Types of Depression
Many people are not aware of the many types of depression that exist. The difference between one type of depression or another may determine the treatment required to help that depression. Let’s take a look at some of the most common types of depression and explore what symptoms and characteristics each type of depression exhibits.
All types of depression cause significant distress. All types of depression also impair a person’s functioning in school, work, relationships and more. Also, diagnosable depression is not caused by any medical conditions, medications or drugs. Diagnosable depression is also considered different from the grief process, but if the grief process lasts longer than one year and meets all of the requirements of depression, it may be considered as diagnosable depression after that point.
Below are some of the types of depression:
- Major Depression, also known as Major Depressive Disorder, is the most well-known type of depression in which the depression is severe and consistently lasts more than two weeks.
- Melancholic Depression is a type of Major Depressive Disorder where there is a loss of pleasure that does not improve, is consistently worse in the morning and usually involves lack of sleep, weight loss and guilty and hopeless feelings.
- Catatonic Depression is a type of Major Depressive disorder in which the person stops reacting to the environment. The person may be unable or unwilling to speak and might either stop moving voluntarily or might engage in excessive, repetitive movements that make no sense. Other symptoms include making bizarre faces and repeating words.
- Dysthymia is sometimes known as “chronic depression” because it lasts for two years or more. It is usually less severe than Major Depressive Disorder, but it can include Major Depressive Episodes.
- Atypical Depression is different from major depression as it usually allows the person to feel some moments of happiness. The atypically depressed person can occasionally go out and have fun but will soon return to the major depressive state. Atypical depression may also include overeating, oversleeping and chronic fatigue.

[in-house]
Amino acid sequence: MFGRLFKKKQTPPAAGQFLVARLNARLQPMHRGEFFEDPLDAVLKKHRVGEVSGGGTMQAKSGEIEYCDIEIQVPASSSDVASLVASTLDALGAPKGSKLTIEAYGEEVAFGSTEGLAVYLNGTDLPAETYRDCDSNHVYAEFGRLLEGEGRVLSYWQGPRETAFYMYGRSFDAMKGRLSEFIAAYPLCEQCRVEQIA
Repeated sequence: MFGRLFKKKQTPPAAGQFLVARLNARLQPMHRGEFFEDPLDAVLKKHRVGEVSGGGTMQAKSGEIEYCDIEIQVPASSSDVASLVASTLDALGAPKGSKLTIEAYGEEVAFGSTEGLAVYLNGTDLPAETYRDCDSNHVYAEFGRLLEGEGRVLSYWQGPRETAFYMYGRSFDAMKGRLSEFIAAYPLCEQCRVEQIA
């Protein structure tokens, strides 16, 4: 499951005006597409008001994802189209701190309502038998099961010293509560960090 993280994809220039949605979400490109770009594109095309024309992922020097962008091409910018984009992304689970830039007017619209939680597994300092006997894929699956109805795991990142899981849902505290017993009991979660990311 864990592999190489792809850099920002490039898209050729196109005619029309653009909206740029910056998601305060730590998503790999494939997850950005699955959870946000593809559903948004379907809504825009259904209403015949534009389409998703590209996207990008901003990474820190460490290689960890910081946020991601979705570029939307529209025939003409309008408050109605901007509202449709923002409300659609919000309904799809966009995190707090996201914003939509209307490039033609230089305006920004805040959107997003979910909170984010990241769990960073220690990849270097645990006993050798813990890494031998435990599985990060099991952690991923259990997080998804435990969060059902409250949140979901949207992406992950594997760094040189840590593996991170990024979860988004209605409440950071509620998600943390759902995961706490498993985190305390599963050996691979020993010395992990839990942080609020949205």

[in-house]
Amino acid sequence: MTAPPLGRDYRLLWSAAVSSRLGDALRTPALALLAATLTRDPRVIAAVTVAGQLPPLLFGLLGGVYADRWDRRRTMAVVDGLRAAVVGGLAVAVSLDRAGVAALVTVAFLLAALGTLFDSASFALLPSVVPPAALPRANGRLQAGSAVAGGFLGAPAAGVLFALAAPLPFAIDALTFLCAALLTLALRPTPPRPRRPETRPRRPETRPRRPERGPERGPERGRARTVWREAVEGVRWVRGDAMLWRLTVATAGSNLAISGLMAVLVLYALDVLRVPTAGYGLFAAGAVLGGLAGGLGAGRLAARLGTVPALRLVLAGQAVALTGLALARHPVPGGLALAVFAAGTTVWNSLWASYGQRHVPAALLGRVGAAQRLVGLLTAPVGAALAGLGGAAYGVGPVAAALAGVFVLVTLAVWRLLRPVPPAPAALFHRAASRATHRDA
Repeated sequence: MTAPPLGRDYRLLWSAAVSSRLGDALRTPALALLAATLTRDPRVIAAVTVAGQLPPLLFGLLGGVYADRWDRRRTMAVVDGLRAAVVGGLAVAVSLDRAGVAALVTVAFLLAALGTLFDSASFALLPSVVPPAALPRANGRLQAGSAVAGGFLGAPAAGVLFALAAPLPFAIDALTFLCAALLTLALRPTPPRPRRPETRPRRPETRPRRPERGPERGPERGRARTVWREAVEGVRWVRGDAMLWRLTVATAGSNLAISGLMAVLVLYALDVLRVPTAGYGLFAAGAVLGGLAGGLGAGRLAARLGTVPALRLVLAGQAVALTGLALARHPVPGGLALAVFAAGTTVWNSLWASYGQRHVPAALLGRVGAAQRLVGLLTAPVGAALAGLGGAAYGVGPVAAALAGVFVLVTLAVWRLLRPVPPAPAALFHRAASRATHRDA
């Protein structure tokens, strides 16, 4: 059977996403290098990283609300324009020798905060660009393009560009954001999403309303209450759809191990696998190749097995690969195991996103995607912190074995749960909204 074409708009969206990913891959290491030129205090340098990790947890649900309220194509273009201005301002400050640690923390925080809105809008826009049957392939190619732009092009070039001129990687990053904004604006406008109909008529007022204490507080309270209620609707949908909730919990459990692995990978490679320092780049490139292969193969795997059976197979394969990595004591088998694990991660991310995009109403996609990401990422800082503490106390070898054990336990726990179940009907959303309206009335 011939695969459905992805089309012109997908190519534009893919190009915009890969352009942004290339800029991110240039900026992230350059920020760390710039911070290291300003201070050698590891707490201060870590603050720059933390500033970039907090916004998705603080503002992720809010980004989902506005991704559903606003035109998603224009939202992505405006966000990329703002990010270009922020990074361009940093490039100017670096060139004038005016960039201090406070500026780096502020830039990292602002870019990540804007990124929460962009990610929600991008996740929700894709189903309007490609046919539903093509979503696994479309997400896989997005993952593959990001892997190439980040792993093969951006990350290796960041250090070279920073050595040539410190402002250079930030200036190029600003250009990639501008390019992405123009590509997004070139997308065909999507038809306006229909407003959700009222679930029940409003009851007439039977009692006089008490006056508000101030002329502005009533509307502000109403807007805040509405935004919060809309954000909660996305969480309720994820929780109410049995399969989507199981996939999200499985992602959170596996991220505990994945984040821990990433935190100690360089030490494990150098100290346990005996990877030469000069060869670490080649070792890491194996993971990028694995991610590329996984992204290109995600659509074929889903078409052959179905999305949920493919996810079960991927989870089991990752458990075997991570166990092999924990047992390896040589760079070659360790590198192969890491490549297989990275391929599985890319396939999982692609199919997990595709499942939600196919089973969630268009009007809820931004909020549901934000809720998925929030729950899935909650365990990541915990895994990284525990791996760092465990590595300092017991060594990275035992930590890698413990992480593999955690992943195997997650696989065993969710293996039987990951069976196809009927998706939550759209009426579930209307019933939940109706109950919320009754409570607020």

- Psychotic Depression causes the sufferer to hallucinate and see and hear things that are not here. These imaginings are often very negative and sometimes frightening. There is a marked separation from reality in psychotic depression.
- Seasonal Affective Disorder (SAD), known as seasonal depression, occurs once a year, most often in the fall or winter and ends in early summer or spring. Psychologists have linked seasonal affective disorder to low levels of vitamin D in the body, most likely caused from lack of sunlight.
- Bipolar Depression occurs with bipolar disorder, formerly known as manic depression. The main characteristic of this depression is that it will eventually shift to mania. It may include psychotic depression symptoms and does cause a high risk for suicide.
- Postpartum Depression is much more than the “baby blues.” PPD affects new mothers and has been linked to hormonal changes following the end of pregnancy. PPD can include symptoms of psychosis in some occasions and is as serious as major depressive episode. Because new mothers are often caring for children, it is very important that these women get treatment as soon as possible from trained professionals.
Help for All Types of Depression
Any type of depression is an unwelcome experience. There is hope and there are effective treatments for all types of depression. We offer a toll-free 24-hour helpline to help you learn more about your options. If you are seeking counseling, long-term treatment, or just a friendly voice, our trained counselors are available to answer your call.
1 (866) 612-7501